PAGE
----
The London Plan’s Renewables Toolkit suggested ground source heating and cooling or a PV installation would meet the 10% target for just over 3% of the total project cost for the first option and 1.5% for latter.
In fact, the building could only meet 6.2% of its renewables target even with the addition of wind turbines and a biomass boiler. The cost came to £593,000 – 0.9% of total build. Assuming it is possible to use more PV to meet the 10% target, the total cost would be over £1.6 million 2.5% of total build.
Increasing renewables to 20% would not simply double the cost. Some BCO members fear new offices in London will be unviable.
The essence of the problem is that to achieve the total carbon savings from all buildings, the bulk of the improvement has to come from existing stock. The London Plan appears to pay very little attention to the potential carbon savings from more conventional energy saving systems, preferring to put most faith in CHP or renewables.
User control or the power the occupants have to reduce energy consumption themselves is likely to be
far more cost-effective than spending money and energy on massive amounts of additional plant.
Offices represent about 13.8% of London’s carbon emissions, but with only 1% of them replaced a year, a saving of 20% of carbon emissions per property is not a big contribution.
A BCO analysis suggests a very small improvement in the short term but a longer term shortfall of 7% against the GLA’s 2025 target of 30%. Renewables for new build, coupled with improvements due to building stock renewal, are not enough to meet overall long-term targets.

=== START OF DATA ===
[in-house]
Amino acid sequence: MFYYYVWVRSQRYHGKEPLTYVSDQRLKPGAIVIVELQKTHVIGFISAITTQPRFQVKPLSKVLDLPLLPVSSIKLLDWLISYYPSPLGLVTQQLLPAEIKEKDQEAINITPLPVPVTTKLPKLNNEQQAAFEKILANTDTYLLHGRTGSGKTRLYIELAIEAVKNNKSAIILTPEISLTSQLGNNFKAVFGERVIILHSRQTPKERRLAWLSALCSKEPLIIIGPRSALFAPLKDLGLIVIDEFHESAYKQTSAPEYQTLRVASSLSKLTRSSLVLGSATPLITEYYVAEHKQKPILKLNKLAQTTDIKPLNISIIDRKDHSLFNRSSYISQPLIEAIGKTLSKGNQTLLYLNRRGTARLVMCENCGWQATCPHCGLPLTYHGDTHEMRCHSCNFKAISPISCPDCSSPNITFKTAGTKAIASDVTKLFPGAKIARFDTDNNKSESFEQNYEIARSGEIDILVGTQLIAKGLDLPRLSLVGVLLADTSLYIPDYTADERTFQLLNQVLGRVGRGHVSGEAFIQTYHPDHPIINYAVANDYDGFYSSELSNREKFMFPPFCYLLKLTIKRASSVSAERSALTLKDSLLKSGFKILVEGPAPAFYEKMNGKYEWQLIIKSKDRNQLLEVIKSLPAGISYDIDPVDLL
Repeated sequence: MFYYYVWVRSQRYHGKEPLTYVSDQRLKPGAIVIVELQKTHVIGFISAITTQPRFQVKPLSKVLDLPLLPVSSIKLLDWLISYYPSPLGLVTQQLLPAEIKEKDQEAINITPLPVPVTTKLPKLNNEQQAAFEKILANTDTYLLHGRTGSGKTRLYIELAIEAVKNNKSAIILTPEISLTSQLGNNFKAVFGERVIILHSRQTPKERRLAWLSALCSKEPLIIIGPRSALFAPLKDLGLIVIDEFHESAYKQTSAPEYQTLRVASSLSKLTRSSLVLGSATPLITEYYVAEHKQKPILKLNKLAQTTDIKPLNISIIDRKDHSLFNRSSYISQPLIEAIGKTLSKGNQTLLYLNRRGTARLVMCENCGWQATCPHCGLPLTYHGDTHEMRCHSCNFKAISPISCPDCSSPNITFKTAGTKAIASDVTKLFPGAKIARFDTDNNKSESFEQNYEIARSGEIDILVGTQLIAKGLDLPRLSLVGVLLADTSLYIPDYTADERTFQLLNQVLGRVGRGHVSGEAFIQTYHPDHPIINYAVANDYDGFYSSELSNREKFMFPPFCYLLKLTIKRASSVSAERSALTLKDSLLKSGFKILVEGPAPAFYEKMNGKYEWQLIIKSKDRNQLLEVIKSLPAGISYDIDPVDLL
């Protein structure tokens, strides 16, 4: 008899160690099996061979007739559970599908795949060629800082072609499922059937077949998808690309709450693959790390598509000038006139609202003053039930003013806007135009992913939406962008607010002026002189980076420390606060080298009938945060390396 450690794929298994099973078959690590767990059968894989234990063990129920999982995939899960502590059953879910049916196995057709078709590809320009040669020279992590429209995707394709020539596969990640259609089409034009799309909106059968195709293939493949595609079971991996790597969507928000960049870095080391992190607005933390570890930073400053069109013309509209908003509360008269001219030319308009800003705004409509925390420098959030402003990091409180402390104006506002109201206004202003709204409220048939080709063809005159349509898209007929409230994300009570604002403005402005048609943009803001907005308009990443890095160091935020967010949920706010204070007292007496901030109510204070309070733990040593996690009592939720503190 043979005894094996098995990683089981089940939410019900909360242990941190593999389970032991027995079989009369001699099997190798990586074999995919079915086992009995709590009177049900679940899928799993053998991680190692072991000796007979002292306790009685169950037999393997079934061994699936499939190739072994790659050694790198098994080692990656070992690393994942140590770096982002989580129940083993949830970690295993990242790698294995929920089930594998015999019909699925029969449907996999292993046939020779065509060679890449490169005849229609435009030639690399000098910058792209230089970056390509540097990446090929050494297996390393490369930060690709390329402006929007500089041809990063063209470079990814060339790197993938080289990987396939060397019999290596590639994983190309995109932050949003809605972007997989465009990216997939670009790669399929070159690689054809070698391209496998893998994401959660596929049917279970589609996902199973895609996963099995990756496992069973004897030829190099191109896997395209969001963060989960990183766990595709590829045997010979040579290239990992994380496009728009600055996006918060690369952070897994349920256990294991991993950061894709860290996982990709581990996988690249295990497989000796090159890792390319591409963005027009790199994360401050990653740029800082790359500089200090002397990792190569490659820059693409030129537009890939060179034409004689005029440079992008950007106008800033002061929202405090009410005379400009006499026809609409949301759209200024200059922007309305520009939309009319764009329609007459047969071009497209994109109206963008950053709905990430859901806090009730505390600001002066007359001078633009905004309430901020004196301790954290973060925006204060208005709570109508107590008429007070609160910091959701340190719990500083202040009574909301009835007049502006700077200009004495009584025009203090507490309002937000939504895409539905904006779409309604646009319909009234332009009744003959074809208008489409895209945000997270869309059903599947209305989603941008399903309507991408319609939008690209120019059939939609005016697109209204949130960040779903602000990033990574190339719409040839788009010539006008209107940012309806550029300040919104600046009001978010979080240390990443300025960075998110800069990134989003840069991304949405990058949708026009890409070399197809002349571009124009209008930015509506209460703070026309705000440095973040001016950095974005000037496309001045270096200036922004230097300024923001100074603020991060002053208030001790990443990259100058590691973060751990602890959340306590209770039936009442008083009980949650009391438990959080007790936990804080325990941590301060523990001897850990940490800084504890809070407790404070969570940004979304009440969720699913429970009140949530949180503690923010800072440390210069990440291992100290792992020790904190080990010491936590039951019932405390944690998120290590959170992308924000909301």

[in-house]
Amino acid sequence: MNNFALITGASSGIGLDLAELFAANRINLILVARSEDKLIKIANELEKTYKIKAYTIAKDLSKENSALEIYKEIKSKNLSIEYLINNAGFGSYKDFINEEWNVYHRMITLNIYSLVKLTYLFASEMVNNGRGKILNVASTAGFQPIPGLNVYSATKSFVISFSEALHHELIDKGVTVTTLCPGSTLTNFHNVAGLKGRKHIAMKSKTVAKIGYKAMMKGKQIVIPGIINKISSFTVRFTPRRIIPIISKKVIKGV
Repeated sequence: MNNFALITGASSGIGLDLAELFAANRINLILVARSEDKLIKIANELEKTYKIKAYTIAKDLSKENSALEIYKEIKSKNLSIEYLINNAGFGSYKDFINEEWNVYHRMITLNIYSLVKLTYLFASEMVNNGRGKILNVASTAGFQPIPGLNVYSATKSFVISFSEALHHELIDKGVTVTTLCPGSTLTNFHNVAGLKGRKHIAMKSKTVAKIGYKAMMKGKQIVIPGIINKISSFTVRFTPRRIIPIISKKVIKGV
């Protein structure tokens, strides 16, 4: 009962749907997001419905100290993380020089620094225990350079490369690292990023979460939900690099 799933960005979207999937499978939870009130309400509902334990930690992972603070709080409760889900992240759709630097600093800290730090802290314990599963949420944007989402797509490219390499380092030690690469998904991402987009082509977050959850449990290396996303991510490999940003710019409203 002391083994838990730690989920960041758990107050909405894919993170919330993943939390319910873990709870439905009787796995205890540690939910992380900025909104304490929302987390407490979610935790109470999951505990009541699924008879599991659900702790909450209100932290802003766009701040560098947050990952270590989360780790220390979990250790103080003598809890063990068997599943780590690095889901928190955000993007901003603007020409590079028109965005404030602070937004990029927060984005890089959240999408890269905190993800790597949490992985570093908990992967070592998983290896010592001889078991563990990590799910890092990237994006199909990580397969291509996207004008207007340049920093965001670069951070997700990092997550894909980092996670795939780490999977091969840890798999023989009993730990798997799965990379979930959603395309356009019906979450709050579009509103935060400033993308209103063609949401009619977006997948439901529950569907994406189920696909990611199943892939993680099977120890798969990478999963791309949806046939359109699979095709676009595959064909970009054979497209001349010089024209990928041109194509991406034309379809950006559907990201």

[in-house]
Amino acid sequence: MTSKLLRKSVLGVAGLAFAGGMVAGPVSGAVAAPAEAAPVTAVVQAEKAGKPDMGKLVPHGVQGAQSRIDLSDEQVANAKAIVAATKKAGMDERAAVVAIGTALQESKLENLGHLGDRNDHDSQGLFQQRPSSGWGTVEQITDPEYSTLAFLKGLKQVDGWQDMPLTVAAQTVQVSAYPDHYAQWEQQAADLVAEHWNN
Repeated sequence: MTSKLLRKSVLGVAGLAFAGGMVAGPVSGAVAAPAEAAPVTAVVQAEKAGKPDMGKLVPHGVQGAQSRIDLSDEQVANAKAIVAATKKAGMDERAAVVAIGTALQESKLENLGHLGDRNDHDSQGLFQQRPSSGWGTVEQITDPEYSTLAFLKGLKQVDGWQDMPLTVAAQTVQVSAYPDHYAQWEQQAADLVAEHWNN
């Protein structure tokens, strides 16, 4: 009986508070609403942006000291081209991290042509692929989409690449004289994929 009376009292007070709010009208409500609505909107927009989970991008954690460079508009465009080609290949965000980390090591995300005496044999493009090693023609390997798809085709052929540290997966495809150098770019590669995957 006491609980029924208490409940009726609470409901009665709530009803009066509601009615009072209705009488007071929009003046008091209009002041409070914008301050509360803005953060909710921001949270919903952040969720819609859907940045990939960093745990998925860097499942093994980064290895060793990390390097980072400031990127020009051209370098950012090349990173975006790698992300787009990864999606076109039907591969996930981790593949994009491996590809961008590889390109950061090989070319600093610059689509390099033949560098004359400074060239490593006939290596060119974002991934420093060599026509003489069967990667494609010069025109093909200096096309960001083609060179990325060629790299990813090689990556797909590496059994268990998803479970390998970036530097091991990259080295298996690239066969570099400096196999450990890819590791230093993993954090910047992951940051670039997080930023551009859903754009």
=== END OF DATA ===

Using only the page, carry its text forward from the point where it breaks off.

To achieve them, the GLA needs to find new ways of encouraging all building users to improve their operation of buildings.
Recently, for developments struggling to meet the 10% renewables target, the GLA has suggested the use of gas-fired CHP instead. Although not strictly in accordance with the rules, this seems to be an attempt to encourage wider use of CHP and a way of softening the overall target for difficult projects.
Unfortunately, as stand-alone office buildings do not have significant hot water demands, CHP can seldom be proved effective. While this flexibility is helpful on some projects, the current drive to use CHP has become so strong that it has been difficult to convince the GLA that it is not applicable to some projects.
The revised London Plan introduces a new policy that CHP must be considered for all projects, but it fails to provide proper guidance on which projects it should be considered for and those for which it should not.
Trigeneration has been suggested by the GLA energy team on a number of submissions which are failing to reach the 10% renewables target, and, like conventional CHP, it is often suggested as an alternative to renewables.
The idea is that if CHP cannot be justified because there isn't a significant hot water demand outside of the heating season, why not use the hot water to generate cooling.
However, investigations into the use of this technology on large office buildings have revealed a relatively poor overall carbon performance because the efficiency of the absorption chiller unit is relatively low compared to electrically powered chillers, and due to two sets of losses from the CHP unit in producing heat, and from the absorption chiller in converting it to chilled water.
Fuel cells are suggested in the London Plan as a way of saving carbon when coupled with renewables to generate hydrogen. Generation of hydrogen from renewables will only ever be practical on the scale of power stations, when the upstream supply of hydrogen is beyond the control of property owners. The most optimistic reports suggest the hydrogen economy will not begin to be commercially possible until 2020, and will not mature until 2050.
Glen Irwin is a divisional director with Foreman Roberts
Building Sustainable Design